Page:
Recording Food Intake For Three Days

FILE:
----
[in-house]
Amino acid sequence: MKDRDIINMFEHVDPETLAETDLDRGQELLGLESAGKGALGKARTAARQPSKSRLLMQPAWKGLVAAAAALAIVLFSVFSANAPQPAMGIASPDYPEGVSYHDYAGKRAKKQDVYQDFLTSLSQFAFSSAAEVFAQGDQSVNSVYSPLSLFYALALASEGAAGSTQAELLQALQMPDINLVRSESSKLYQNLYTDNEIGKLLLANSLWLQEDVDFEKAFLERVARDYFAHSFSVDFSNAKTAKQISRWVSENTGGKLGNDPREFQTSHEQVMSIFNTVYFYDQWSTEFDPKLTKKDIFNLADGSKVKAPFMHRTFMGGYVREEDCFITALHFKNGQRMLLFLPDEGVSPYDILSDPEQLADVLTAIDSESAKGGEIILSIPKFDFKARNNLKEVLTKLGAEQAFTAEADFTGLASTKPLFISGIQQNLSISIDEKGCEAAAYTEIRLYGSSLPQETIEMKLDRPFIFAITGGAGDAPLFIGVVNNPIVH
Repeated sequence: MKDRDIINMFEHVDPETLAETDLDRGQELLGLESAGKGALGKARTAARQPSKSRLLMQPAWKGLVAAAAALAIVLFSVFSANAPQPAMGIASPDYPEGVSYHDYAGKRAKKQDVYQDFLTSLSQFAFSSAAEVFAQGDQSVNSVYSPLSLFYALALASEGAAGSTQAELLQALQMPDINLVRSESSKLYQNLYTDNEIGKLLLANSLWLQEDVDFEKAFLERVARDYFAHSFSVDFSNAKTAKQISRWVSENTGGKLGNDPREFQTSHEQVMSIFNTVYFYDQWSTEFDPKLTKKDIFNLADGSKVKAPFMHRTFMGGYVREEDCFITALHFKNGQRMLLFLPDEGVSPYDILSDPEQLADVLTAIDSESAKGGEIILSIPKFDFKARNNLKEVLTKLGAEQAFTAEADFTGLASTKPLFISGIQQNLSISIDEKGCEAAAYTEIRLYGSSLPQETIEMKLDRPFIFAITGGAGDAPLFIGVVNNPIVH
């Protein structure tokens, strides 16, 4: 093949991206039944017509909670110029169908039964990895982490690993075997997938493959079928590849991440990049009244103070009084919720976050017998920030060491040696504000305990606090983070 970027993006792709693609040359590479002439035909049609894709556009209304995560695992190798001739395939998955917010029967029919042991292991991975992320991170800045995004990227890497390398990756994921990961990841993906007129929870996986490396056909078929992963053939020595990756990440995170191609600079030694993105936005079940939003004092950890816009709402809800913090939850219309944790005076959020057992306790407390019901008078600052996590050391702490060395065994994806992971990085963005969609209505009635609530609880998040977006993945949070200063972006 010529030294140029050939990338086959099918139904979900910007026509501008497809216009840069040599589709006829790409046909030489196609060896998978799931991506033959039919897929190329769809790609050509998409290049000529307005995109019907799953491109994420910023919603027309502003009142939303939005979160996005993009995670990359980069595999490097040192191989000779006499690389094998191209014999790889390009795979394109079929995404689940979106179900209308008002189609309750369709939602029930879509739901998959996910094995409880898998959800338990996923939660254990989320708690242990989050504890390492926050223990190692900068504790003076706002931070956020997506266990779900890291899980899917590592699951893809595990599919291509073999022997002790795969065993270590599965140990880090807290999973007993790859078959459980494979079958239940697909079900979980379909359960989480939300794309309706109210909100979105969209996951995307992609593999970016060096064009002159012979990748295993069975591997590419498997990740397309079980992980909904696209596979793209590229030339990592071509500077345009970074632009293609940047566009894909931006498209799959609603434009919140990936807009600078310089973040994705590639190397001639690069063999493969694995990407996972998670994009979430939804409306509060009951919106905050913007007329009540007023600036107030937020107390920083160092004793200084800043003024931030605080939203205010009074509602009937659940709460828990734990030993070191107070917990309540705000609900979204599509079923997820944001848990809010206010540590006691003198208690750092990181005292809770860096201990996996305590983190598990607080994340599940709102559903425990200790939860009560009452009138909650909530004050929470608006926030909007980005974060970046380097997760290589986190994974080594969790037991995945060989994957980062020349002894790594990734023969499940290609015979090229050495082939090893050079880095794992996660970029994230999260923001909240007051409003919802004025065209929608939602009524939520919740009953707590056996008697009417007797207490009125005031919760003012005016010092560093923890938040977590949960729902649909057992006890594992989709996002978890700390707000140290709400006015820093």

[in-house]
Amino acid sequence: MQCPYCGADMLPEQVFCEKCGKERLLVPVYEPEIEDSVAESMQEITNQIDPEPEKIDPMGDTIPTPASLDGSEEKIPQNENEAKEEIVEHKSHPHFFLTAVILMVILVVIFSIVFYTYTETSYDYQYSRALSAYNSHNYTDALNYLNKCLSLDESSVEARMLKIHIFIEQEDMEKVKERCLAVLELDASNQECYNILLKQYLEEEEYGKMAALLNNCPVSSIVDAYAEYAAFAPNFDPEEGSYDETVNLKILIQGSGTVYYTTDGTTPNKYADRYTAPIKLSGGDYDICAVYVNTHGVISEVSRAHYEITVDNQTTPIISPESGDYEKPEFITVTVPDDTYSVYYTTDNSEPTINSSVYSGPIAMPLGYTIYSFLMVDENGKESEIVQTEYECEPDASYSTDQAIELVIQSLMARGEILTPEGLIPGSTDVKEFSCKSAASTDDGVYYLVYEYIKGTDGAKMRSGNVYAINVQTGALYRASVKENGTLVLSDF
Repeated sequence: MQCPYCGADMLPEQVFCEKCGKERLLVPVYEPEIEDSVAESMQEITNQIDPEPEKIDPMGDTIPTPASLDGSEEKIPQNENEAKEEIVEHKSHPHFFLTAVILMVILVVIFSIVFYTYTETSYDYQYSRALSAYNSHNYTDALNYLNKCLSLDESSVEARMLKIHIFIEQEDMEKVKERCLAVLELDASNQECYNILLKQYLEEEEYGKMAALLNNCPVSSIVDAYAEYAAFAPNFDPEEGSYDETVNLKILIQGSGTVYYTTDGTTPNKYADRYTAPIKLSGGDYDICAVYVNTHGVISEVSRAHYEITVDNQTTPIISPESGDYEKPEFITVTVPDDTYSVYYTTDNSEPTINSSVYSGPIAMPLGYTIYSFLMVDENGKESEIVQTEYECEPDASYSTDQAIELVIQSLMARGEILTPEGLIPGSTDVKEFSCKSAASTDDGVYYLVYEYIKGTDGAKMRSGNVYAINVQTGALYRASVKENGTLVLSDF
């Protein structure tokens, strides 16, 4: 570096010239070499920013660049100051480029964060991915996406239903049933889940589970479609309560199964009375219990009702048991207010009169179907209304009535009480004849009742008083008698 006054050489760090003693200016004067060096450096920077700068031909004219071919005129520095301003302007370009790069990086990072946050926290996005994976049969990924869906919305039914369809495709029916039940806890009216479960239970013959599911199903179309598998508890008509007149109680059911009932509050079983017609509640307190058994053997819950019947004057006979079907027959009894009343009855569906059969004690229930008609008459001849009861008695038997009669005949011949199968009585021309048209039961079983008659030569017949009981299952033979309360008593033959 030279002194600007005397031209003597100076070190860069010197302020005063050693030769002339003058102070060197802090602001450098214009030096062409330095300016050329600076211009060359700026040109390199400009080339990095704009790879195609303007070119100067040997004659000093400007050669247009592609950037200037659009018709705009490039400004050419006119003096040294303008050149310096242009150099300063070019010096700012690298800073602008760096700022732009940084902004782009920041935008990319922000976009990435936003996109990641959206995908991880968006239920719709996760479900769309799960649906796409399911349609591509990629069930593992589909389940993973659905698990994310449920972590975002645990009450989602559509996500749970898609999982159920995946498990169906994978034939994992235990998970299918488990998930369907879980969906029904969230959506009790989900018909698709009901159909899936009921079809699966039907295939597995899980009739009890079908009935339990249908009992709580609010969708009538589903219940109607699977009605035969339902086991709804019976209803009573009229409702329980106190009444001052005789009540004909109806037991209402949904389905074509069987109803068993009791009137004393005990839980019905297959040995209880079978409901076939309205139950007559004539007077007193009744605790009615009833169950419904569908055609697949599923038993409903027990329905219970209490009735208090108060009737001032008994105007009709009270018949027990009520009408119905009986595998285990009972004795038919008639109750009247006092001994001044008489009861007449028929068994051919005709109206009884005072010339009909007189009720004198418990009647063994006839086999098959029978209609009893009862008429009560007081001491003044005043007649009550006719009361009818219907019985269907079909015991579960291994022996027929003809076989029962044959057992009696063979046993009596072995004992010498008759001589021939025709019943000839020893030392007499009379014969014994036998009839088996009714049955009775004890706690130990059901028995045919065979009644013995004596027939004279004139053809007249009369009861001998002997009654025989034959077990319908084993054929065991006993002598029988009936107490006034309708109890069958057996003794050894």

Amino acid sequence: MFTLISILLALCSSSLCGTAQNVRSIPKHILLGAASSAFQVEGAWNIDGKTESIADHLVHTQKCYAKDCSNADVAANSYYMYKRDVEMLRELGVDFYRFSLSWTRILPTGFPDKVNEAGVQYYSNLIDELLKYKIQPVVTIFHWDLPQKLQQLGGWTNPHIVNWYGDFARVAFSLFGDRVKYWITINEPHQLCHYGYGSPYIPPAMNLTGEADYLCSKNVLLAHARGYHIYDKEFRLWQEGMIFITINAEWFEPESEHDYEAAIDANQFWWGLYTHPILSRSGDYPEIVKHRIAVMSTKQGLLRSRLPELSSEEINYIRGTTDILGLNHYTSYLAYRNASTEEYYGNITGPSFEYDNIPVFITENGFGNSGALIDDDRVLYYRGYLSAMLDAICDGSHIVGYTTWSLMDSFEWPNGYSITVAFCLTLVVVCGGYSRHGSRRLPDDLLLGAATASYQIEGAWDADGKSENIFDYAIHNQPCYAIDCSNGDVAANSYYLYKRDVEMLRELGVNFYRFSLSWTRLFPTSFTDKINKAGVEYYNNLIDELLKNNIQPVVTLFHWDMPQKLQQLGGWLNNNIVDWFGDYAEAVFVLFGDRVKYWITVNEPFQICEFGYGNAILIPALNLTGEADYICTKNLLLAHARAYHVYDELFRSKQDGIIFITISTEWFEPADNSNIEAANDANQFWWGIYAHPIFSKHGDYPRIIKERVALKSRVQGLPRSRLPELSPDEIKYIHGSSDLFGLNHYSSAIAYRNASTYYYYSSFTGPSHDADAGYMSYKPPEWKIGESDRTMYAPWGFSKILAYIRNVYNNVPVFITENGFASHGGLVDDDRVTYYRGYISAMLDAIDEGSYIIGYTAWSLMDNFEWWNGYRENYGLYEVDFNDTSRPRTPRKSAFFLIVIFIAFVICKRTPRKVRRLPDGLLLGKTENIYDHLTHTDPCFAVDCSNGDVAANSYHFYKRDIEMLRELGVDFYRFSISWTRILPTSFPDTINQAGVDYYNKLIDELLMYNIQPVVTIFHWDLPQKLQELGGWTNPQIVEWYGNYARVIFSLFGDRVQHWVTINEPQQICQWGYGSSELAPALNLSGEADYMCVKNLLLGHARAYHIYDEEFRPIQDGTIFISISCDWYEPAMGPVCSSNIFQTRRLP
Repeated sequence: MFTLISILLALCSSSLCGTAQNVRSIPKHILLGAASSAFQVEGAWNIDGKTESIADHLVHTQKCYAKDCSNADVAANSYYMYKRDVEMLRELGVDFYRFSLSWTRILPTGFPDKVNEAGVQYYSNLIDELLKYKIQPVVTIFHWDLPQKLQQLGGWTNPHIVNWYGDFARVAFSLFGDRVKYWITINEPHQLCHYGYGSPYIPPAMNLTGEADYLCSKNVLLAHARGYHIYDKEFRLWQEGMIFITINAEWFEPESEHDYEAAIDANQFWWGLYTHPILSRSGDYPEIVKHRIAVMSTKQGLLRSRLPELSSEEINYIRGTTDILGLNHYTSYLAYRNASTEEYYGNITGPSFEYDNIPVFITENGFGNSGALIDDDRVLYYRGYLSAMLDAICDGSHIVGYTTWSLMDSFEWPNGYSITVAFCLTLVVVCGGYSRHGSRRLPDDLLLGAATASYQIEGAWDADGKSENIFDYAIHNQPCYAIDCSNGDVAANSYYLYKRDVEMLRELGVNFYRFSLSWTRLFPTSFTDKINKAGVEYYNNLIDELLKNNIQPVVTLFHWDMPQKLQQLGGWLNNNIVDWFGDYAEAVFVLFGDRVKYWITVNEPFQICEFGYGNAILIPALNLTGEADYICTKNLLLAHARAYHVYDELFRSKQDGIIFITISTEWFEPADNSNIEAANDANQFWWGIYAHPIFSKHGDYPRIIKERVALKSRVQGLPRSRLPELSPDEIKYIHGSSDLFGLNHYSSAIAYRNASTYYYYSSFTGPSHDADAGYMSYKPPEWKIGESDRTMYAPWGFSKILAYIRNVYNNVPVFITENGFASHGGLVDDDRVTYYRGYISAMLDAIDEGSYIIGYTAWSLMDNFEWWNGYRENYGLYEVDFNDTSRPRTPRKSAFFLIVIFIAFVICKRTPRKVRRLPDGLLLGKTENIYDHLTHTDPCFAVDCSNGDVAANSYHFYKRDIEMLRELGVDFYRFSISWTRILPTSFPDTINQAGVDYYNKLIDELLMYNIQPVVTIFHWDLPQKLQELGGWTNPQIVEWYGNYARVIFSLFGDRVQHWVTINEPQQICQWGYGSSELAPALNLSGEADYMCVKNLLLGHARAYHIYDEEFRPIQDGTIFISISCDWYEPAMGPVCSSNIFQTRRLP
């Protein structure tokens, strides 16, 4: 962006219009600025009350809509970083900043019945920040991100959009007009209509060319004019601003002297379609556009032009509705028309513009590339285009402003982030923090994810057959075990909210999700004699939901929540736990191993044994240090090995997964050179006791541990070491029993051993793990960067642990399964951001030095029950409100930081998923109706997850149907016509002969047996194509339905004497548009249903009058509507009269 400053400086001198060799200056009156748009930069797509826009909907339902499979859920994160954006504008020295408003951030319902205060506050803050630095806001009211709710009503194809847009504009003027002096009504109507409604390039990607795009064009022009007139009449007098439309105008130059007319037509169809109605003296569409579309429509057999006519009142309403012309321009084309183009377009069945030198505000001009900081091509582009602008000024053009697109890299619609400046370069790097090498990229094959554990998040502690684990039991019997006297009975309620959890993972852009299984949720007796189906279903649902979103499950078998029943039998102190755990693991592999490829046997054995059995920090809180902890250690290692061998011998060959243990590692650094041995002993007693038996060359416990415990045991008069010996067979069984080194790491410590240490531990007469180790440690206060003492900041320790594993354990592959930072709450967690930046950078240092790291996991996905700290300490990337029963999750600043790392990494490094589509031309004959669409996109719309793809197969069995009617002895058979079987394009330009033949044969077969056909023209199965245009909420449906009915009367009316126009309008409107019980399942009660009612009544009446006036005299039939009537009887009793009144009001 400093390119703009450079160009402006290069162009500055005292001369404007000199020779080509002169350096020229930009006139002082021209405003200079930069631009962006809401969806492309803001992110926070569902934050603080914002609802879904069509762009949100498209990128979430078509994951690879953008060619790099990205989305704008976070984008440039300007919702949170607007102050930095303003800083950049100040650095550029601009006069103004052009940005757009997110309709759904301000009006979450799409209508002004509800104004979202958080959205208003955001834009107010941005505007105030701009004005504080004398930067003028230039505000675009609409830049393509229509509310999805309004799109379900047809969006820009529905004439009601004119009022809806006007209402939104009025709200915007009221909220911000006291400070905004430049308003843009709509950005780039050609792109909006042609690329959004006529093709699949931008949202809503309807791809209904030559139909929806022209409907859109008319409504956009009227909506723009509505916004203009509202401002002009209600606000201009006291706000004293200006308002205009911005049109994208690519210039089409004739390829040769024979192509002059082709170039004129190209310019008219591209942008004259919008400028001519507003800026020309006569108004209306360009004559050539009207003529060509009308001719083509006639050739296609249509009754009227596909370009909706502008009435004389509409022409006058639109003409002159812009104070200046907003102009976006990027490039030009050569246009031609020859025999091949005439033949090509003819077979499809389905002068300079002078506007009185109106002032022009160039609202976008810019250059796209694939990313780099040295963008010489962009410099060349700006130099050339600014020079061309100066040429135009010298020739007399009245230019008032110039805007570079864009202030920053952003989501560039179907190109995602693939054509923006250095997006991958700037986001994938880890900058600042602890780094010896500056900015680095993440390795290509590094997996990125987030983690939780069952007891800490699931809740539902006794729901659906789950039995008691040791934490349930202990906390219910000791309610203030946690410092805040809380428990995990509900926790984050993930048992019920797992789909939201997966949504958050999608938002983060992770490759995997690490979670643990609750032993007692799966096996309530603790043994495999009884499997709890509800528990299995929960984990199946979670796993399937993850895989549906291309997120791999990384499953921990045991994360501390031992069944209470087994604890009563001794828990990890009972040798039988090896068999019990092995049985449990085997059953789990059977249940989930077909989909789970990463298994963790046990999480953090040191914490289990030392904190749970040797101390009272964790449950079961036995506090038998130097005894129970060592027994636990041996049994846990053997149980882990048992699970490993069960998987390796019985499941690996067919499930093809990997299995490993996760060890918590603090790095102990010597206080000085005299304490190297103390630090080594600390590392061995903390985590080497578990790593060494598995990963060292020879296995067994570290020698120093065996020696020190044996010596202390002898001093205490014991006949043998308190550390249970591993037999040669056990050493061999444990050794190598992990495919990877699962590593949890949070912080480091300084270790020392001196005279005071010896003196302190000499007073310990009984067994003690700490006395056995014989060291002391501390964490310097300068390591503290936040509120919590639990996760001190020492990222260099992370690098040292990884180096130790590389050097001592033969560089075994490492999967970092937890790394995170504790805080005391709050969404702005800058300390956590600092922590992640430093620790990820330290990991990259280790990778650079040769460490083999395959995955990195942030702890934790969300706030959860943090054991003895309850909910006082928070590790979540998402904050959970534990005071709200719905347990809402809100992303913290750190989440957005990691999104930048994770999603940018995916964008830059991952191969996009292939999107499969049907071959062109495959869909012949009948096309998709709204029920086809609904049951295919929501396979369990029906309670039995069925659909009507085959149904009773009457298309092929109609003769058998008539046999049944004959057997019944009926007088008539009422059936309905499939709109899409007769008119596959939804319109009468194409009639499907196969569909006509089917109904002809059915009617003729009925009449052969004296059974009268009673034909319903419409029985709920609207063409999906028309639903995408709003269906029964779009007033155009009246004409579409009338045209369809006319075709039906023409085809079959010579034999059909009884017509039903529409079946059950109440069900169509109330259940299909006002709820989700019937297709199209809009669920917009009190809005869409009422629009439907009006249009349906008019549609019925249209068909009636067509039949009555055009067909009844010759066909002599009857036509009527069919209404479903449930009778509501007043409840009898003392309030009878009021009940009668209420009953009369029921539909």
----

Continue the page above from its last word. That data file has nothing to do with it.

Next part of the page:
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Making sure nutritional needs become a part of any lifestyle requires understanding exactly what the body needs to obtain and maintain optimal health. The recording food intake for three days provides many areas of nutrition that I am more aware of that before; this includes protein, carbohydrate, lipid, and fiber intake needs. Meeting the nutritional needs of the human body helps to ensure a healthy lifestyle that is free of disease and illness. Intake of Protein, Carbohydrates, and Lipids The 3-days-diet from the iProfile data shows the majority of protein intake from meats, such as chicken and tuna. The data shows that protein is a nutrient in nearly every food source but is lower than four grams if it is not a meat product. Carbohydrates are in almost every food item in the 3-day-diet records; however, the majority of carbohydrates come from consuming grains, fruits, vegetables, and sugars, such as an orange, grapes, bagel, red potatoes, granola, and milk. Aside from the small portion in granola, the majority of lipids come from meat and dairy products, such as sour cream, butter, blue cheese dressing, cream cheese, chicken, and tuna. The daily recommended intake (DRI) is the level of percentages of nutrients that science currently states what an individual needs to maintain optimal health. Wardlaw and Smith (2011) explain that the current DRI of kilocalories from nutrients is 55 to 75 percent from carbohydrates, 15 to 30 percent from lipids, 10 to 15 percent from proteins, and 25 milligrams of dietary fiber. The nutrient intake percentages from daily recordings of the 3-day-diet shows 37 percent of kilocalories are from fat, 46 percent from carbohydrates, 18.5 percent from protein, and 18 grams of dietary fiber. ... ... middle of paper ... ...bley, A., Nicklas, T., Raimondi, M., Rodriguez, J., & ... Warshaw, H. (2012). Filling America's Fiber Intake Gap: Summary of a Roundtable to Probe Realistic Solutions with a Focus on Grain-Based Foods. The Journal of Nutrition, 142(7), 1390S-1401S. doi:10.3945/jn.112.160176 Grosvenor, M. B., & Smolin, L. A. (2012). Visualizing nutrition: Everyday choices (2nd ed.). Hoboken, NJ: Wiley. Huffman, W. E., Huffman, S. K., Rickertsen, K., & Tegene, A. (2010). Over-Nutrition and Changing Health Status in High Income Countries. Forum for Health Economics & Policy, 13(1), 1-42. doi:10.2202/1558-9544.1181 Palmer, S. (2008). The Top Fiber-Rich Foods List. Today's Dietitian, 13(7), 28. Retrieved December 7, 2013 from Wardlaw, G. M., & Smith, A. M. (2011). Contemporary nutrition (8th ed.). New York, NY: McGraw-Hill.
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